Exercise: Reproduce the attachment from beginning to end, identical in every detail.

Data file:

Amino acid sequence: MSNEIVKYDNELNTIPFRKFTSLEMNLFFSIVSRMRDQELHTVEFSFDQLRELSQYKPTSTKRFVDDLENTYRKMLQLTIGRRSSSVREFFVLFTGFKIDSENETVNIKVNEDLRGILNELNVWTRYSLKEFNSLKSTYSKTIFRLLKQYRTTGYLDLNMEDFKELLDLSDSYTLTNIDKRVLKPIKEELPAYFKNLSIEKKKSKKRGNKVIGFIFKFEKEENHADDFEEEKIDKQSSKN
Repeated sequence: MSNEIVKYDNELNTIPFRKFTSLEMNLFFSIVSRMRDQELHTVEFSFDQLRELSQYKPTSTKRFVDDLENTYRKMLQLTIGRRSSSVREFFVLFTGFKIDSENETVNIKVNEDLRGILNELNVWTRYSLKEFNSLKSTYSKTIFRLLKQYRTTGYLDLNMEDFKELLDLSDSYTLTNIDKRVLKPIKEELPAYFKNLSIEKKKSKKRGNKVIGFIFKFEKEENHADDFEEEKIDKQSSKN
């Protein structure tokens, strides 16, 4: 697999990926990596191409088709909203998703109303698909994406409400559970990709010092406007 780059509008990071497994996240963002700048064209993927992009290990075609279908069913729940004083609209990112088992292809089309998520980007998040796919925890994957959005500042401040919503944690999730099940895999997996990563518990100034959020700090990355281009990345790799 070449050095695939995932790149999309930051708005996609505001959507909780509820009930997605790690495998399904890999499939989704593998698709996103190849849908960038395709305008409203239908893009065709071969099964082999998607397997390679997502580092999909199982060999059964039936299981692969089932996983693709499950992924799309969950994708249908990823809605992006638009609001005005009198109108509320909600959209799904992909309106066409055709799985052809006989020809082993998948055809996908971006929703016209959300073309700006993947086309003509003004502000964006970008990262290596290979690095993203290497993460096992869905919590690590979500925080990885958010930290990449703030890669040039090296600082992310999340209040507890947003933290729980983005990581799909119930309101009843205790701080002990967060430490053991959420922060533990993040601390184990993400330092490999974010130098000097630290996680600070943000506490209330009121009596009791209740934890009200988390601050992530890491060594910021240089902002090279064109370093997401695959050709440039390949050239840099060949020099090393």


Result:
Amino acid sequence: MSNEIVKYDNELNTIPFRKFTSLEMNLFFSIVSRMRDQELHTVEFSFDQLRELSQYKPTSTKRFVDDLENTYRKMLQLTIGRRSSSVREFFVLFTGFKIDSENETVNIKVNEDLRGILNELNVWTRYSLKEFNSLKSTYSKTIFRLLKQYRTTGYLDLNMEDFKELLDLSDSYTLTNIDKRVLKPIKEELPAYFKNLSIEKKKSKKRGNKVIGFIFKFEKEENHADDFEEEKIDKQSSKN
Repeated sequence: MSNEIVKYDNELNTIPFRKFTSLEMNLFFSIVSRMRDQELHTVEFSFDQLRELSQYKPTSTKRFVDDLENTYRKMLQLTIGRRSSSVREFFVLFTGFKIDSENETVNIKVNEDLRGILNELNVWTRYSLKEFNSLKSTYSKTIFRLLKQYRTTGYLDLNMEDFKELLDLSDSYTLTNIDKRVLKPIKEELPAYFKNLSIEKKKSKKRGNKVIGFIFKFEKEENHADDFEEEKIDKQSSKN
């Protein structure tokens, strides 16, 4: 697999990926990596191409088709909203998703109303698909994406409400559970990709010092406007 780059509008990071497994996240963002700048064209993927992009290990075609279908069913729940004083609209990112088992292809089309998520980007998040796919925890994957959005500042401040919503944690999730099940895999997996990563518990100034959020700090990355281009990345790799 070449050095695939995932790149999309930051708005996609505001959507909780509820009930997605790690495998399904890999499939989704593998698709996103190849849908960038395709305008409203239908893009065709071969099964082999998607397997390679997502580092999909199982060999059964039936299981692969089932996983693709499950992924799309969950994708249908990823809605992006638009609001005005009198109108509320909600959209799904992909309106066409055709799985052809006989020809082993998948055809996908971006929703016209959300073309700006993947086309003509003004502000964006970008990262290596290979690095993203290497993460096992869905919590690590979500925080990885958010930290990449703030890669040039090296600082992310999340209040507890947003933290729980983005990581799909119930309101009843205790701080002990967060430490053991959420922060533990993040601390184990993400330092490999974010130098000097630290996680600070943000506490209330009121009596009791209740934890009200988390601050992530890491060594910021240089902002090279064109370093997401695959050709440039390949050239840099060949020099090393």